Tuesday, July 23, 2013

Congress vs. NSA

It's starting. Representatives Justin Amish and John Conyers are fixin' to offer an amendment to defund the NSA's outrageous domestic surveillance state. Here's how to support their efforts.

From the Politico story:
“The Limiting Internet and Blanket Electronic Review of Telecommunications and Email Act” or LIBERT-E Act, the legislation also requires the secret court established by the Foreign Intelligence Surveillance Act to make opinions available to Congress as well as summaries of those decisions to the public.
“We accept that free countries must engage in secret operations from time to time to protect their citizens. Free countries must not, however, operate under secret laws. Secret court opinions obscure the law. They prevent public debate on critical policy issues and they stop Congress from fulfilling its duty to enact sound laws and fix broken ones,” Amash and Conyers said in a joint statement.
And they have some support in the Senate. Here's an op-ed by Al Franken:
I'm working on legislation that will require the federal government to annually report how it uses key authorities under the Patriot Act and the Foreign Intelligence Surveillance Act, including the authorities underlying the phone metadata and the PRISM electronic surveillance programs that recently came to light. For each of these authorities, the government must disclose how many Americans' information is being collected and how many Americans' information is being queried and actually seen by federal officers or agents.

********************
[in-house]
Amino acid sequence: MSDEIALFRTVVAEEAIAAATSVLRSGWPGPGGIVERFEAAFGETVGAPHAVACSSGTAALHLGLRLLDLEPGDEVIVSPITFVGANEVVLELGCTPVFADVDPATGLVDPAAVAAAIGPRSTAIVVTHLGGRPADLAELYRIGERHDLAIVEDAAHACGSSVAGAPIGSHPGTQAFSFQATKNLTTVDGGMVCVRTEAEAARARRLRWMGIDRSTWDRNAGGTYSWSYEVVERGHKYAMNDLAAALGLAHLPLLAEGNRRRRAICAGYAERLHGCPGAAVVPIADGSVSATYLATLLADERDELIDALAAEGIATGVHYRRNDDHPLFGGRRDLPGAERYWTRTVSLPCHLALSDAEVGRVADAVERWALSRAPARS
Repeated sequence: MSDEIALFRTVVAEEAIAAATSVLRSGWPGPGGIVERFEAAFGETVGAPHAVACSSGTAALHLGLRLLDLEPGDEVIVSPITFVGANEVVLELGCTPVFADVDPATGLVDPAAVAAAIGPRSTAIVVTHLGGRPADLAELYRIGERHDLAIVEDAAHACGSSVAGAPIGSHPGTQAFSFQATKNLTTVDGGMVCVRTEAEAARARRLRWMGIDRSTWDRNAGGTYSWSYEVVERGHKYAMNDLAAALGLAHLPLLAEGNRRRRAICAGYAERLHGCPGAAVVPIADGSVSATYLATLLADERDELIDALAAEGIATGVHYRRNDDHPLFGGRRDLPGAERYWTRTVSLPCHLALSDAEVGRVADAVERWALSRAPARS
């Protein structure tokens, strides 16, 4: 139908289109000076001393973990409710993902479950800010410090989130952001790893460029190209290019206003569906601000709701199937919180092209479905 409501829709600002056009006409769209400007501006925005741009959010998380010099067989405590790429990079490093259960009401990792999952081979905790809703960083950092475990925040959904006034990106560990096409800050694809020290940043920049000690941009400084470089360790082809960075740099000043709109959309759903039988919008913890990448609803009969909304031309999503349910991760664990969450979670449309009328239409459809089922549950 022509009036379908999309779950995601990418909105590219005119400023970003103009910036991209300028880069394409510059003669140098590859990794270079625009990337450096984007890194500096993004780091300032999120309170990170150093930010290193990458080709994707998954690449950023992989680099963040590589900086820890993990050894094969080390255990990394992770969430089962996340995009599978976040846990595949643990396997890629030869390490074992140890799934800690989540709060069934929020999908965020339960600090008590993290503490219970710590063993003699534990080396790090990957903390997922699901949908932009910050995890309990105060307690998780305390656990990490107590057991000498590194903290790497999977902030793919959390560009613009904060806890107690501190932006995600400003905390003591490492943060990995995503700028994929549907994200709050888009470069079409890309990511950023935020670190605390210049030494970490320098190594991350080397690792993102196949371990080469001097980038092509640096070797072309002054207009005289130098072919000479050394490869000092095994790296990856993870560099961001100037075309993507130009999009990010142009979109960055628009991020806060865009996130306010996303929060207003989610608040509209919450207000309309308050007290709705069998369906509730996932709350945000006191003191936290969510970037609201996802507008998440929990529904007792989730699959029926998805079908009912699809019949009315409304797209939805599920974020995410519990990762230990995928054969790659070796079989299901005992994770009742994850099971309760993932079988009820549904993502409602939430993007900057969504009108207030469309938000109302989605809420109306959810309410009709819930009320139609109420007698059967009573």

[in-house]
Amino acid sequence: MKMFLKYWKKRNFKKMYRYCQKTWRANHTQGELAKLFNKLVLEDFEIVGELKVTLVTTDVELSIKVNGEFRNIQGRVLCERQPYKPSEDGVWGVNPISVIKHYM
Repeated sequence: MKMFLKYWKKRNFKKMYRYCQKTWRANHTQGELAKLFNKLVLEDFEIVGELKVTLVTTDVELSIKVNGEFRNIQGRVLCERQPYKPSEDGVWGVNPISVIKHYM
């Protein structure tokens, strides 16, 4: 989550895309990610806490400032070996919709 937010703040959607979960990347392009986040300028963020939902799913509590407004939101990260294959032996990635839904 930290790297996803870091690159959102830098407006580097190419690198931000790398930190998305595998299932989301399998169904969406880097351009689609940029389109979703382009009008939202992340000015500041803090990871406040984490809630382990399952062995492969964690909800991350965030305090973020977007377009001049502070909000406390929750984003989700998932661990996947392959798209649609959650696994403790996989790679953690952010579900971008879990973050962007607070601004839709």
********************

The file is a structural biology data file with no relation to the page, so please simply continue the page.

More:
My legislation would also allow companies to publicly report on how many Patriot and FISA orders they're getting and how many of their customers these orders affect. There's a way to do this that protects national security.
Do these efforts go far enough? Probably not. Franken's approach is far too squishy. I would prefer something along the lines of a bill that would direct Obama to blow up that new NSA data collection center in Utah.

And I don't see anything here about legislation that would force cell phone providers to give consumers the option to turn off GPS.

But before you sneer, let me ask you: When was the last time defeatism solved anything? Getting halfway there is better than not starting out -- unless your last name is Wallenda.
Comments:
Called my rep! Thanks for the link.
 
Fred Upton, Michigan Rep has leg assistant taking
full name/address info - a first maybe.
Appreciate the link.
 
Well, rather than blow up that data collection center, it could be purposed....maybe for private citizens to track the on line activities of government employees and congressmen. Frankly, if private businesses can do that to the people they pay to work for them, surely the people of the USA should be able to keep track of the folks they pay to work for them? In any case, I agree with you that the legislation in question IS a start, which is far better than nothing.
 
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